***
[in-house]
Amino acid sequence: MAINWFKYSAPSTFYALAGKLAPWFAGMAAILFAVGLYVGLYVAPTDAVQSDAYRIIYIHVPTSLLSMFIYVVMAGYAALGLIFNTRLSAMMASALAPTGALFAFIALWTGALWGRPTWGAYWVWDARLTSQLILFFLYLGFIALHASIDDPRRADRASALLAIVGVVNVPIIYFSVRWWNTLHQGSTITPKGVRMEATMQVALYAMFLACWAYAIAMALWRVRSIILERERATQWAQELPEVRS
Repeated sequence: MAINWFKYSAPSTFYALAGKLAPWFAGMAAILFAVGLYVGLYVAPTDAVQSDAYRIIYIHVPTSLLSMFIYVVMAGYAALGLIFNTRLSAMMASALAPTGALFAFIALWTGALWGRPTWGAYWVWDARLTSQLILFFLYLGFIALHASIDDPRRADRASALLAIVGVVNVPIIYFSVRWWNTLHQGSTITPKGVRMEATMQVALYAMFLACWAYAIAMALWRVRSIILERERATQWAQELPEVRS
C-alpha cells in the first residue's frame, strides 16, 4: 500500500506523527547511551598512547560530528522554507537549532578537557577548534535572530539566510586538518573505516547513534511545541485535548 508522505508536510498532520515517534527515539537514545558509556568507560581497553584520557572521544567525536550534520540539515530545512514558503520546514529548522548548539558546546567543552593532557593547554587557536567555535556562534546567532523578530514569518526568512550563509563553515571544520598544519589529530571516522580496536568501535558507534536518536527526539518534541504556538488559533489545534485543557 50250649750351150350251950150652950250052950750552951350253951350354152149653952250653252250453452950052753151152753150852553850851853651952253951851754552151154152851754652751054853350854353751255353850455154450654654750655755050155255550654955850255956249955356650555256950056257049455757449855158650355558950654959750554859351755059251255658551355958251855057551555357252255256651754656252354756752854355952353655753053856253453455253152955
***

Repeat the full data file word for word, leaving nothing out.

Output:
[in-house]
Amino acid sequence: MAINWFKYSAPSTFYALAGKLAPWFAGMAAILFAVGLYVGLYVAPTDAVQSDAYRIIYIHVPTSLLSMFIYVVMAGYAALGLIFNTRLSAMMASALAPTGALFAFIALWTGALWGRPTWGAYWVWDARLTSQLILFFLYLGFIALHASIDDPRRADRASALLAIVGVVNVPIIYFSVRWWNTLHQGSTITPKGVRMEATMQVALYAMFLACWAYAIAMALWRVRSIILERERATQWAQELPEVRS
Repeated sequence: MAINWFKYSAPSTFYALAGKLAPWFAGMAAILFAVGLYVGLYVAPTDAVQSDAYRIIYIHVPTSLLSMFIYVVMAGYAALGLIFNTRLSAMMASALAPTGALFAFIALWTGALWGRPTWGAYWVWDARLTSQLILFFLYLGFIALHASIDDPRRADRASALLAIVGVVNVPIIYFSVRWWNTLHQGSTITPKGVRMEATMQVALYAMFLACWAYAIAMALWRVRSIILERERATQWAQELPEVRS
C-alpha cells in the first residue's frame, strides 16, 4: 500500500506523527547511551598512547560530528522554507537549532578537557577548534535572530539566510586538518573505516547513534511545541485535548 508522505508536510498532520515517534527515539537514545558509556568507560581497553584520557572521544567525536550534520540539515530545512514558503520546514529548522548548539558546546567543552593532557593547554587557536567555535556562534546567532523578530514569518526568512550563509563553515571544520598544519589529530571516522580496536568501535558507534536518536527526539518534541504556538488559533489545534485543557 50250649750351150350251950150652950250052950750552951350253951350354152149653952250653252250453452950052753151152753150852553850851853651952253951851754552151154152851754652751054853350854353751255353850455154450654654750655755050155255550654955850255956249955356650555256950056257049455757449855158650355558950654959750554859351755059251255658551355958251855057551555357252255256651754656252354756752854355952353655753053856253453455253152955